Wireless network security

Discussion in 'Mac Basics and Help' started by Morod, Mar 11, 2008.

  1. Morod macrumors 68000

    Morod

    Joined:
    Jan 1, 2008
    Location:
    On The Nickel, over there....
    #1
    Hi all,
    I searched the forums for my title topic and didn't find anything to answer my question, so here goes:
    I have never used a wireless connection and wonder about the security, such as when I do online banking. I am having to move soon, and their internet connection site in the room would be very inconvenient to use. I'm thinking on getting an Airport Extreme base station for my internet access. I would be using the .n protocol as it is the fastest from what I've read. How would I know that no one is "eavesdropping" on my connection? Is there a way to make it secure?
    As an aside, I don't want to wind up pulling out my hair. Are wireless connections worthwhile?
    Thank you for any help/advice or for pointing me in the right direction for finding out more about this!
    Morod
     
  2. wrldwzrd89 macrumors G5

    wrldwzrd89

    Joined:
    Jun 6, 2003
    Location:
    Solon, OH
    #2
    If you're going to lock down your wireless network, this is what I recommend doing:

    Use 802.11n only mode (if all computers support it).
    Enable access control by MAC address, and limit to only those computers authorized by you to connect.
    Turn off all broadcasting features (make the network closed, don't allow remote diagnostics, etc.)
    Use WPA2 security, if all computers support it.
    Make sure the wireless network password is easy to remember but hard for others to guess.
     
  3. Siron macrumors 6502

    Siron

    Joined:
    Feb 4, 2008
    Location:
    North Carolina
    #3
    and don't use the WEP encryption as it's easy to hack. I use WPA2 but locking access is a good idea.
    Alan
     
  4. Morod thread starter macrumors 68000

    Morod

    Joined:
    Jan 1, 2008
    Location:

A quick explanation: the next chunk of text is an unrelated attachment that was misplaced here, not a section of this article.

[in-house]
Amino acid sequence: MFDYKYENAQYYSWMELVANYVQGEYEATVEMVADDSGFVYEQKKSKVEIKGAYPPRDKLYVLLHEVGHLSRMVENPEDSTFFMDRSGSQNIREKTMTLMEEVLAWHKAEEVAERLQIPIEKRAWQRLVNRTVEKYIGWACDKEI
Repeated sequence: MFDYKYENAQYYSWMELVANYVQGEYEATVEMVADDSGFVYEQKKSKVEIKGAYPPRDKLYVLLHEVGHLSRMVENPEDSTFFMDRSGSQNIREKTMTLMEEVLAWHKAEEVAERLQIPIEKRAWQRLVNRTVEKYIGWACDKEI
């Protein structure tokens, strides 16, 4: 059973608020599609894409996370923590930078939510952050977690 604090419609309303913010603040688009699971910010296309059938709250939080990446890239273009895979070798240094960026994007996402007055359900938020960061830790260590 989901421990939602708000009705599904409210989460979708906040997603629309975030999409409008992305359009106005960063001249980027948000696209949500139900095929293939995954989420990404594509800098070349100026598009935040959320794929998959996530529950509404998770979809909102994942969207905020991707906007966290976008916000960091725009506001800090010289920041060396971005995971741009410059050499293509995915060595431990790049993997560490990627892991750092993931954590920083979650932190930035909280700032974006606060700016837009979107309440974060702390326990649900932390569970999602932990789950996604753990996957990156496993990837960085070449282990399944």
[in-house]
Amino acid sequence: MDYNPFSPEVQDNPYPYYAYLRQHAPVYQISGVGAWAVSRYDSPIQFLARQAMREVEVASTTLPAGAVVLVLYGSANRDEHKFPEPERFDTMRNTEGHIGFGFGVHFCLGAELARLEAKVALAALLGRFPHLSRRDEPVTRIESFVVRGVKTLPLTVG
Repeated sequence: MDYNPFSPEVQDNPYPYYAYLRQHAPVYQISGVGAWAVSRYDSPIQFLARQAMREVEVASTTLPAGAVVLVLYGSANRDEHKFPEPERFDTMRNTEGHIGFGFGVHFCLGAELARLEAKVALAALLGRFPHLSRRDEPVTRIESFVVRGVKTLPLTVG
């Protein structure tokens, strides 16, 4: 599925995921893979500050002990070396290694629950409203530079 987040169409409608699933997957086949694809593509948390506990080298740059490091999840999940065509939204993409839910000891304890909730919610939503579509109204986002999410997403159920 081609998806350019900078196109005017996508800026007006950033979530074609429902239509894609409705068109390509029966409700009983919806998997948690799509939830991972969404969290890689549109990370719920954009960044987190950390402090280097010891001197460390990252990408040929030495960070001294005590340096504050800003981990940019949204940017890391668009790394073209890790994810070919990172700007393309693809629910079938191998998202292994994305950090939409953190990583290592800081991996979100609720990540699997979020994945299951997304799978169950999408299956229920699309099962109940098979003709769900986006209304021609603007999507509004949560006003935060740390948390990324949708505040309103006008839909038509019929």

On The Nickel, over there....
    #4
    wrldwzrd89 writes:
    If you're going to lock down your wireless network, this is what I recommend doing:

    Use 802.11n only mode (if all computers support it).
    Enable access control by MAC address, and limit to only those computers authorized by you to connect.
    Turn off all broadcasting features (make the network closed, don't allow remote diagnostics, etc.)
    Use WPA2 security, if all computers support it.
    Make sure the wireless network password is easy to remember but hard for others to guess.

    Thank you; unfortunately your response brings questions. My network will consist of one Al iMac, one USB printer and the Airport Extreme. My backup drive is a f/w device connected that way to the iMac.
    802.11n only mode: Is that done on only the AE or on the iMac as well?
    Access control by MAC address: Again, on the AE only or on the iMac as well?
    Broadcasting features: Sorry for the dumb reply, but doesn't the iMac and AE have to talk to each other via broadcasting? Anyway, is this done on the AE only or iMac as well?
    WPA2 security: Where do I find WPA2 to turn it on?
    Password will be no problem.
    Again, thank you for your help, and I'm sorry I asked more questions because of it. I'm just very new to this.
    Morod
     
  5. wrldwzrd89 macrumors G5

    wrldwzrd89

    Joined:
    Jun 6, 2003
    Location:
    Solon, OH
    #5
    All the settings I mention are done on the AE - but you use software on the iMac to configure it, if that makes sense. Yes, the iMac and AE communicate wirelessly through broadcast - what I'm saying is to turn off all unneccesary broadcasting, to make your network harder to find. To turn on WPA2, open AirPort Utility, find your base station, click Manual Setup, then click AirPort. In the Security section of this tab there is an option for the security mode. It defaults to Off. Change this to WPA2.
     
  6. Morod thread starter macrumors 68000

    Morod

    Joined:
    Jan 1, 2008
    Location:
    On The Nickel, over there....
    #6
    This now makes perfect sense! Thank you very much for your time and knowledge.
    Morod
     

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